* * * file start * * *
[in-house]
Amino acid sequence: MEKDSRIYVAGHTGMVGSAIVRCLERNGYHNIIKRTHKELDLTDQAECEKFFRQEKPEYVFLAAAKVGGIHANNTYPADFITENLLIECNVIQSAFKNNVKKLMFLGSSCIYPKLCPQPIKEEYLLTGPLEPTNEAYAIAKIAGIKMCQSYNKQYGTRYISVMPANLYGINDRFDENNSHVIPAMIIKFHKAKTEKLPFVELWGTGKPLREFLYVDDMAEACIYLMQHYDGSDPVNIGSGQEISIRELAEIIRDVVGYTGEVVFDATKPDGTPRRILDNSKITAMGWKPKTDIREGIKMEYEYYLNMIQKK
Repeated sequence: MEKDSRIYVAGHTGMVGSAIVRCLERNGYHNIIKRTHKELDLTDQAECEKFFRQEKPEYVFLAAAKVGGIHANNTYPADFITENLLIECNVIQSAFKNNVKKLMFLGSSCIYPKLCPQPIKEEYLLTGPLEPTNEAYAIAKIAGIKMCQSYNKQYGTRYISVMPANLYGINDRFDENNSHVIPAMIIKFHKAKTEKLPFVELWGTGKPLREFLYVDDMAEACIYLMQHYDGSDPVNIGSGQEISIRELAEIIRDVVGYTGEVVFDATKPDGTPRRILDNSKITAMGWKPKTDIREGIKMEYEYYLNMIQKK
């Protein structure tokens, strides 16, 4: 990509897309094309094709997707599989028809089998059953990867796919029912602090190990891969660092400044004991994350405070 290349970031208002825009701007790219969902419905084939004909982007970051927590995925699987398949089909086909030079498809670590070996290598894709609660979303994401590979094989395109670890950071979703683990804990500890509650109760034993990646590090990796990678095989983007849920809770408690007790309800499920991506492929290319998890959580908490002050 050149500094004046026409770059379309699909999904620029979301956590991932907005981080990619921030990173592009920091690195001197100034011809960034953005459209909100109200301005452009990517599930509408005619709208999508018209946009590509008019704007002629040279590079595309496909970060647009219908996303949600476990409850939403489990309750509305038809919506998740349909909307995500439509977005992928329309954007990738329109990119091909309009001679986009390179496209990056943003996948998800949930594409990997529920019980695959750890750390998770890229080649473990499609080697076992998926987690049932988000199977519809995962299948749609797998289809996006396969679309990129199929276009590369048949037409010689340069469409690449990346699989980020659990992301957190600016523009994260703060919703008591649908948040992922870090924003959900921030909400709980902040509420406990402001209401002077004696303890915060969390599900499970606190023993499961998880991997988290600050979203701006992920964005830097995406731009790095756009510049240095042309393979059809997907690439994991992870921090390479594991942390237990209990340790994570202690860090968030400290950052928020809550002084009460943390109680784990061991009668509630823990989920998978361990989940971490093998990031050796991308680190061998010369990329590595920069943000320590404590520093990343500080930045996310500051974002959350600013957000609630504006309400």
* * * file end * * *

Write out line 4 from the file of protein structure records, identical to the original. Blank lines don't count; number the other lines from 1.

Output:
């Protein structure tokens, strides 16, 4: 990509897309094309094709997707599989028809089998059953990867796919029912602090190990891969660092400044004991994350405070 290349970031208002825009701007790219969902419905084939004909982007970051927590995925699987398949089909086909030079498809670590070996290598894709609660979303994401590979094989395109670890950071979703683990804990500890509650109760034993990646590090990796990678095989983007849920809770408690007790309800499920991506492929290319998890959580908490002050 050149500094004046026409770059379309699909999904620029979301956590991932907005981080990619921030990173592009920091690195001197100034011809960034953005459209909100109200301005452009990517599930509408005619709208999508018209946009590509008019704007002629040279590079595309496909970060647009219908996303949600476990409850939403489990309750509305038809919506998740349909909307995500439509977005992928329309954007990738329109990119091909309009001679986009390179496209990056943003996948998800949930594409990997529920019980695959750890750390998770890229080649473990499609080697076992998926987690049932988000199977519809995962299948749609797998289809996006396969679309990129199929276009590369048949037409010689340069469409690449990346699989980020659990992301957190600016523009994260703060919703008591649908948040992922870090924003959900921030909400709980902040509420406990402001209401002077004696303890915060969390599900499970606190023993499961998880991997988290600050979203701006992920964005830097995406731009790095756009510049240095042309393979059809997907690439994991992870921090390479594991942390237990209990340790994570202690860090968030400290950052928020809550002084009460943390109680784990061991009668509630823990989920998978361990989940971490093998990031050796991308680190061998010369990329590595920069943000320590404590520093990343500080930045996310500051974002959350600013957000609630504006309400």